Dallas is one of a six-pack of cities still in the running to host the 2016 Republican National Convention.

During a conference call today, the Republican National Committee's Site Selection Committee voted to eliminate two of the eight cities -- Columbus and Phoenix -- who were vying to host the 2016 RNC convention.

"In any other year, Columbus and Phoenix could have topped the list, but with so many strong cities competing, the committee had to make the difficult decision to narrow the field.  Phoenix and Columbus are great American cities, and I hope they’ll pursue a future bid for an RNC convention," Chair Enid Mickelsen said in a statement following the vote.

The six cities that did make it through for the next phase of consideration include Dallas, Cincinnati, Cleveland, Denver, Kansas City, and Las Vegas. 

The next phase will send a small team of RNC staffers to each of the cities to check out venues, hotels, media workspaces, and the all-important financing.

Following those site surveys, the selection committee will get together and decide which cities will receive officials site visits from the full RNC delegation. After those official, full delegations kick the tires -- maybe then we'll see the RNC in Big D for their next Presidential nomination.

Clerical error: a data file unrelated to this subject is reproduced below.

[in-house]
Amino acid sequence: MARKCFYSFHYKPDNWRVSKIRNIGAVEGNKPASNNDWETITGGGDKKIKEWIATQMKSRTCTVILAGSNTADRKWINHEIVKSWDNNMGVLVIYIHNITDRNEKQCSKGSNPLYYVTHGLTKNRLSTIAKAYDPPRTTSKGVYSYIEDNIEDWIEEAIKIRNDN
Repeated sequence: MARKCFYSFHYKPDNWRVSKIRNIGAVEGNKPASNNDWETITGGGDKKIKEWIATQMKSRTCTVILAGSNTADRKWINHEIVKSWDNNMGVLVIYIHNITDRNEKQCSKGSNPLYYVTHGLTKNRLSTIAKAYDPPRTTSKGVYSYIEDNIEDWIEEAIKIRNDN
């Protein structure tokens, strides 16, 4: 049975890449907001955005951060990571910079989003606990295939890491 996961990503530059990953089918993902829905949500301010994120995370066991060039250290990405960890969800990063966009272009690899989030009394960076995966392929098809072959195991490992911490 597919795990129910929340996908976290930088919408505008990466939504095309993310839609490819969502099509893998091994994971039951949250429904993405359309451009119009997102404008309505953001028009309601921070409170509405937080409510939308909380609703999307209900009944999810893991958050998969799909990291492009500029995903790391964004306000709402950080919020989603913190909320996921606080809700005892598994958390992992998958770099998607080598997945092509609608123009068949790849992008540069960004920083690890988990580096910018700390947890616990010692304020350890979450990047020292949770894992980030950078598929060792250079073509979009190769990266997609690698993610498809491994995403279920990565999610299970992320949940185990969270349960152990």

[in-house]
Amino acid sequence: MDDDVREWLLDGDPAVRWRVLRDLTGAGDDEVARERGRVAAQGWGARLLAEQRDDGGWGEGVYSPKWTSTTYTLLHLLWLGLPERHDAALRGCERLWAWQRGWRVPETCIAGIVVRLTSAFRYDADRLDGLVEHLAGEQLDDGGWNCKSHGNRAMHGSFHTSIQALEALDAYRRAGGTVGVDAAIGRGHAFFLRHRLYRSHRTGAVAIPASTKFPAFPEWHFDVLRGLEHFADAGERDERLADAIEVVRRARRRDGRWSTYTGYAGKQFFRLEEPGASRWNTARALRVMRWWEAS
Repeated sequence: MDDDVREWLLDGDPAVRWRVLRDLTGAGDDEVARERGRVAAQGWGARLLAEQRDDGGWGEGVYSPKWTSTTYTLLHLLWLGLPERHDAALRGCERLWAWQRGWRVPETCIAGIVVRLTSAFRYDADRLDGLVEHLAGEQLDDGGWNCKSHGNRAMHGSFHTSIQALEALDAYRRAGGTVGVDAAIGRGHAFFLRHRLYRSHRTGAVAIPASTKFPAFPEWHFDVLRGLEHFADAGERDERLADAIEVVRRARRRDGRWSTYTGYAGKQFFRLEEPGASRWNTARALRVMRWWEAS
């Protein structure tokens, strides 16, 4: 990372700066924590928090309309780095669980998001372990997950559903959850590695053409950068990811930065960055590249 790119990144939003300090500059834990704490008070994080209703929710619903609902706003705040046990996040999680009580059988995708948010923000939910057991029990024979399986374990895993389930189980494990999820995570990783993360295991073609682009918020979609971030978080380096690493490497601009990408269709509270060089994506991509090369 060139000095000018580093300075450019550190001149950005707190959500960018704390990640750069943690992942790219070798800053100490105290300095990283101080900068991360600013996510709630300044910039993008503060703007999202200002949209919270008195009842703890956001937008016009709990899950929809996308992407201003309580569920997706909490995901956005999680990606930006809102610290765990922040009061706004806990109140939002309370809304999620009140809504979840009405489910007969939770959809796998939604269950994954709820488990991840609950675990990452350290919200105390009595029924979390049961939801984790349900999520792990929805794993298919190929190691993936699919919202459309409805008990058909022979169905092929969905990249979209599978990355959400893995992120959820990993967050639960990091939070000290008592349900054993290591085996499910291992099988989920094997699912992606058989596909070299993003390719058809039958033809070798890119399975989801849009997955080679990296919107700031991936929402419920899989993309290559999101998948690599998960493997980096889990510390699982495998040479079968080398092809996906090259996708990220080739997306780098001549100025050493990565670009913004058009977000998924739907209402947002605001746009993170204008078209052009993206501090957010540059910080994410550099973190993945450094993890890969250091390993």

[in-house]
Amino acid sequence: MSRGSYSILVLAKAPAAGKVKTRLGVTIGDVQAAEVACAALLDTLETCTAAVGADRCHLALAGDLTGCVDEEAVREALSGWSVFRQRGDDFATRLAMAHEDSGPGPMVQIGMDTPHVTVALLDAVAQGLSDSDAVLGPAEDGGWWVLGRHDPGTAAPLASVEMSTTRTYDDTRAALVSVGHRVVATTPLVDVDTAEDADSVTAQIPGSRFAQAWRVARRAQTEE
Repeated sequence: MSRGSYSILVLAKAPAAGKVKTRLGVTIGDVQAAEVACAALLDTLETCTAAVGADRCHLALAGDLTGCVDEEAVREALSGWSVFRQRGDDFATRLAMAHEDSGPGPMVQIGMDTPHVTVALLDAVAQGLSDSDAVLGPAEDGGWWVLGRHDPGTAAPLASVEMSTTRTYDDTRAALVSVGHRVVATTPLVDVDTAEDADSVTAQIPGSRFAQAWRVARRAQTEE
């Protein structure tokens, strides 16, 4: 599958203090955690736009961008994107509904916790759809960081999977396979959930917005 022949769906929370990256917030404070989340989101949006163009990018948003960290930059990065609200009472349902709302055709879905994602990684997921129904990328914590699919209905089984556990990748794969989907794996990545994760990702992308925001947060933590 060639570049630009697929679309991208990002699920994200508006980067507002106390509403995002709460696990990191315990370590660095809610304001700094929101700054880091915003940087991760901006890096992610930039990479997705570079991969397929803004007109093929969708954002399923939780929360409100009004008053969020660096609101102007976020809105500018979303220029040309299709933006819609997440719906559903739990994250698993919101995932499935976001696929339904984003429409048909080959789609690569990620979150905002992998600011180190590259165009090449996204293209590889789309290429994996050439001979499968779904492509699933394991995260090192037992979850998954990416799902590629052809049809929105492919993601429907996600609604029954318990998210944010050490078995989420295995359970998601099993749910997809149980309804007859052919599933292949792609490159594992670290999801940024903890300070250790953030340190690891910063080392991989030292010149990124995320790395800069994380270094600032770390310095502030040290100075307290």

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<![CDATA[Ted Cruz at Liberty University]]> Wed, 02 Apr 2014 11:48:56 -0500 http://media.nbcdfw.com/images/213*120/Ted_Cruz_at_Liberty_University_1200x675_214383683950.jpg Texas U.S. Senator Ted Cruz told students at Liberty University Wednesday that “religious liberty has never been more under attack" than it is today. And he urged students at the school founded by evangelist Jerry Falwell to stand up for their faith. Cruz also discussed the Supreme Court case involving Oklahoma based Hobby Lobby. The Republican said the Affordable Care Act unfairly imposes requirements on businesses to provide access to contraception. Cruz’s father, evangelist Rafael Cruz, also recently spoke at Liberty University.]]> <![CDATA[Lone Star Politics March 30, 2014]]> Sun, 30 Mar 2014 10:05:30 -0500 http://media.nbcdfw.com/images/213*120/NEW+013114+lone+star+politics.jpg NBC 5’s Kevin Cokely and The Dallas Morning News’ Gromer Jeffers talk to Rep. Michael Burgess about the Affordable Care Act; talk to the Democratic candidate for U.S. Senate who wants President Obama impeached; and talk to Dallas Morning News Senior Political Writer Wayne Slater about the impact abortion may have on the race for Texas governor. ]]> <![CDATA[Lone Star Politics: Impact of Abortion Rulings In Texas]]> Fri, 28 Mar 2014 16:35:38 -0500 http://media.nbcdfw.com/images/213*120/NEW+013114+lone+star+politics.jpg Dallas Morning News Senior Political Writer Wayne Slater and his colleague Gromer Jeffers talk to NBC 5’s Kevin Cokely about the impact abortion may have on the race for Texas governor. Watch Lone Star Politics Sunday at 8:40 a.m. on NBC 5.]]> <![CDATA[Lone Star Politics: Rep. Burgess on Obamacare]]> Fri, 28 Mar 2014 15:43:07 -0500 http://media.nbcdfw.com/images/213*120/NEW+013114+lone+star+politics.jpg NBC 5’s Kevin Cokely and The Dallas Morning News’ Gromer Jeffers talk to Lewisville Congressman Michael Burgess about the Affordable Care Act. The physician wants more details about the Obama Administration’s claim that six million people have signed up. Watch Lone Star Politics Sunday at 8:40 a.m. on NBC 5.]]>